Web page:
- what a pass by fedorov to green. he's so good away from the puck too, another great game from sergei.
- without a doubt this was huet's worst game as a cap. encouraging that they managed to win, but he has to be better obviously.
- what a comeback. it's beginning to look like this may be some kind of team of destiny.
Friday, April 11, 2008
Did someone say Playoffs? You can almost taste the excitement. Big news is that it looks like both Morrison and Schultz will suit up. Morrison back is huge, and though Schultz has played quite well lately, I actually wouldn’t mind seeing Eminger get in there, especially if Schultzy is less than 100%. For the bad guys, it looks like Briere is in, and Smith is back too. These are the line combos I expect to see tomorrow for the Caps:
Ovechkin – Backstrom – Kozlov
Cooke – Fedorov – Semin
Fleishman – Laich – Gordon
Brashear – Steckel – Bradley
Morrison – Green
Schultz – Poti
Jurcina – Erskine
I think the Flyer lines will shake out like this:
Thoresen – Richards – Lupul
Prospal – Briere – Hartnell
Upshall – Carter – Knuble
Timonen – Coburn
Smith – Jones (or Parent)
Kukkonen – Modry
Line match ups could play an important role in the series, and as the home squad for games 1 and 2, the Caps need to take advantage of the last change. I imagine Stevens is going to want Richards line (along with Timonen and Coburn) out against Ovechkin. I’m not wholly bothered by this, but I’d like to see Boudreau avoid that match up if he can and get Ovechkin’s troika out against the Briere line, making Briere and Prospal play in their own zone, something they definitely don’t want to do (the Rangers used Jagr’s line against Briere last year in the playoffs and Briere got nothing done). Then throw Laich’s line against Richards ideally, and let Fedorov’s unit eat up Upshall, Carfter, and Knuble. However, if Richards and Co. get going (Lupul has had some playoff success), Coach Bruce will probably need to play Fedorov against those guys. As great as Richards has been and is going to be, I still think the 38 year old Russian can utilize his decades of high level and high stakes experience and put the snot nosed kid in his back pocket. These two coaches know each other from the AHL days, and I think you can expect significant in-game maneuvering and line matching (expect Boudreau to be trying his best to get Ovechkin out against Philly’s third defensive pair). Whoever wins the matching games could go a long way in determining the series winner.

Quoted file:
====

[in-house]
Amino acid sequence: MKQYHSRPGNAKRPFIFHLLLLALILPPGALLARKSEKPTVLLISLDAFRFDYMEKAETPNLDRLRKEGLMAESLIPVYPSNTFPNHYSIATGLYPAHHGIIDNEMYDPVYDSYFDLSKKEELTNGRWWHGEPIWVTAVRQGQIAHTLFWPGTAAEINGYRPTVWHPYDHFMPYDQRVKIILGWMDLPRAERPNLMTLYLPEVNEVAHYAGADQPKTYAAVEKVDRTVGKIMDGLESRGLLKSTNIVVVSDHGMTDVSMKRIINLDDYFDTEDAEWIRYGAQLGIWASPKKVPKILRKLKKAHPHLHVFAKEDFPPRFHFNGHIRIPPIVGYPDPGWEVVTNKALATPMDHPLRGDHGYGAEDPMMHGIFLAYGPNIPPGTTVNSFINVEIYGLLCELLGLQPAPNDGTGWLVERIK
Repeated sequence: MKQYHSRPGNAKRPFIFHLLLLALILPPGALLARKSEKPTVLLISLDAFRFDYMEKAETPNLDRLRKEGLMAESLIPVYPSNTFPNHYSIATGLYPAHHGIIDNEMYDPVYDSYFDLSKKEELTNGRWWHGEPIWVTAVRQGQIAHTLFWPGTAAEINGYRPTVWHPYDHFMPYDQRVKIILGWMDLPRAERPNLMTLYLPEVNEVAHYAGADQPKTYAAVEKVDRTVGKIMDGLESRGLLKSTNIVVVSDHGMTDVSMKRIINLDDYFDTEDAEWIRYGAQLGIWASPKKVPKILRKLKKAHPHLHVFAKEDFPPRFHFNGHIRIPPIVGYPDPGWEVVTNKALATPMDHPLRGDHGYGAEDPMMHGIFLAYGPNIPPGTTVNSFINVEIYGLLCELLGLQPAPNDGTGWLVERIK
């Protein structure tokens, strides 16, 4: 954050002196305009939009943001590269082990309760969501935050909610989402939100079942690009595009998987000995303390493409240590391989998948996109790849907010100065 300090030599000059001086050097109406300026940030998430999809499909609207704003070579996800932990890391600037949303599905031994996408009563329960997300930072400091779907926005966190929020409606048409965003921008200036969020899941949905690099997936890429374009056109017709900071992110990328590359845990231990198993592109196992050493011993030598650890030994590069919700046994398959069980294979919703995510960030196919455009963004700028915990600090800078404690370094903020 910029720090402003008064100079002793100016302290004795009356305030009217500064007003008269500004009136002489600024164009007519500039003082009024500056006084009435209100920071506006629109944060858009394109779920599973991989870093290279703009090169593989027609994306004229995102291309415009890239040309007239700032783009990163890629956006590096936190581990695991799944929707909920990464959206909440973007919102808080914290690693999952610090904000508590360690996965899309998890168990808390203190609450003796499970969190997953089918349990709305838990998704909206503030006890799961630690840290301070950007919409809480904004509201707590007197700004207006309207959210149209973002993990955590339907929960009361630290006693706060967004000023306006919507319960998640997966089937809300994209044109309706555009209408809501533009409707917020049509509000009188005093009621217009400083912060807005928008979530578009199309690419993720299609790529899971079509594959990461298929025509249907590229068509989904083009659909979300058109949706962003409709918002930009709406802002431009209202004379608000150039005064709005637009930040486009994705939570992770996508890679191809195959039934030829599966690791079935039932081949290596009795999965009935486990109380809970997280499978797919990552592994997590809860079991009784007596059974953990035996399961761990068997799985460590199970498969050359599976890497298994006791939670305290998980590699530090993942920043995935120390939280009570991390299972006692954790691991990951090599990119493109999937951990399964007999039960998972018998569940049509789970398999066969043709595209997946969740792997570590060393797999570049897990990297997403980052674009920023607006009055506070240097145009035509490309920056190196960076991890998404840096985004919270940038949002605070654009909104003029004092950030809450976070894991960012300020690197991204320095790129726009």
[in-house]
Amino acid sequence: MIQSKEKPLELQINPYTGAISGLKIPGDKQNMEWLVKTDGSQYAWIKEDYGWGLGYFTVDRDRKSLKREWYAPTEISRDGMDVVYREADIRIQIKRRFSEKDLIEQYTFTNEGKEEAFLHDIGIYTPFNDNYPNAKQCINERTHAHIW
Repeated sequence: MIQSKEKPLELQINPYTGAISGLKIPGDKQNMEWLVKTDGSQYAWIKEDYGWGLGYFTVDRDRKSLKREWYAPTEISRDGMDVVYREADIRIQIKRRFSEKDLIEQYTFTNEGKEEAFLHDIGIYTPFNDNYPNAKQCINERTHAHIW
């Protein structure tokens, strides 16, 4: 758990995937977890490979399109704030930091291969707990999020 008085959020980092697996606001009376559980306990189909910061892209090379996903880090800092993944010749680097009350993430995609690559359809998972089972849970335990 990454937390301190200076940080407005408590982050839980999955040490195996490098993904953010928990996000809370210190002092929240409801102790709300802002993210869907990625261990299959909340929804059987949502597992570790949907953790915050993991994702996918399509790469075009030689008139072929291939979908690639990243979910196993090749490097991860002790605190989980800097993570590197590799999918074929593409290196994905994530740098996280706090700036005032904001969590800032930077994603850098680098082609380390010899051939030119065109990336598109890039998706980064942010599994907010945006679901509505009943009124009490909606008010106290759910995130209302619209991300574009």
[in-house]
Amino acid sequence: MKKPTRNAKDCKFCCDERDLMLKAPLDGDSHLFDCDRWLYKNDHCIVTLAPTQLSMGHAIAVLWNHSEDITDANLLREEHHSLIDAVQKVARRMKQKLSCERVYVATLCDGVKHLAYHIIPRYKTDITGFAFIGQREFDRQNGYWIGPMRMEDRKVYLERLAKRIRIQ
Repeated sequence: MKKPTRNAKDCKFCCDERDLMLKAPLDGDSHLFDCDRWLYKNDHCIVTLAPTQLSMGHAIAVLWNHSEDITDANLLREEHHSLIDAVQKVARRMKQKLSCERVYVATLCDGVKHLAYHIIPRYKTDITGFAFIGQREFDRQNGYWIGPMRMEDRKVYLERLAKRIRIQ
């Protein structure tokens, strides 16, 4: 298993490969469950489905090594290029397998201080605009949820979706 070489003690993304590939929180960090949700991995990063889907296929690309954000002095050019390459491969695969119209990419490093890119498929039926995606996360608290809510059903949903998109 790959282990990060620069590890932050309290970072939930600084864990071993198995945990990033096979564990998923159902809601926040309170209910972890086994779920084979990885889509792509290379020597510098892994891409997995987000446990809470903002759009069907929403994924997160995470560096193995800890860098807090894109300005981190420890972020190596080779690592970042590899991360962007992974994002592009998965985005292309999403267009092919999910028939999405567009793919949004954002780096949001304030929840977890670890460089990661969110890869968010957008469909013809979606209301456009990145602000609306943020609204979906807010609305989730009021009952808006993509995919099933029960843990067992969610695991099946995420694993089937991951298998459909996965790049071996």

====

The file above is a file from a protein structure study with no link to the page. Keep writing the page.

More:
Wednesday, April 9, 2008
My recent descent to a luftmensch has seen its share of flailings, not the least of which is the sporadic and unfocused nature of postings here. Hopefully, that will now change as I begin what I expect to be a long series of posts on the Washington Capitals’ run in the NHL playoffs. The Caps have been getting a lot of attention around the league and in the media recently, so let me first fend off any allegations of fairweatherism that may be lobbed at me. A long time hockey fan, I have no hometown team that I root for. Originally an LA Kings fan, I followed Gretzky to the Rangers before Neil Smith ruined the Great One’s last chance at greatness (or even the playoffs) by refusing to part with Manny Malhotra for Pavel Bure. I subsequently discarded any particular allegiance, while still adoring the game and more importantly its players, until the Penguins fired overreacting ogre Kevin Constantine in 2000 and hired Herb Brooks, who promised to employ a run-and-gun, free-flowing attack, which seemed perfectly suited to a team full of European, offensive dynamos. The Pens rolled out some of my favorite players (Kovalev, Straka, Morozov, Kasparitis) and some others I learned to appreciate (Jagr, Lang, Titov). I had finally found my team. The team hired a Euro coach, Lemieux returned the next season, they used five forwards on the powerplay (basically for the two full minutes), and I fell deeper into the throes of fandom. Then, it turned out the coach (Ivan Hlinka, RIP) didn’t know how to coach in the NHL, Jagr, after being asked to be traded twice in-season, finally was traded, Lemieux’s hip went bum, and the firesale was in full force (whatever happened to Sergei Anshakov?). There was little point in continuing to root for a team that bore no resemblance (outside of Morozov still getting no love from Penguin fans) to the one I had fallen for.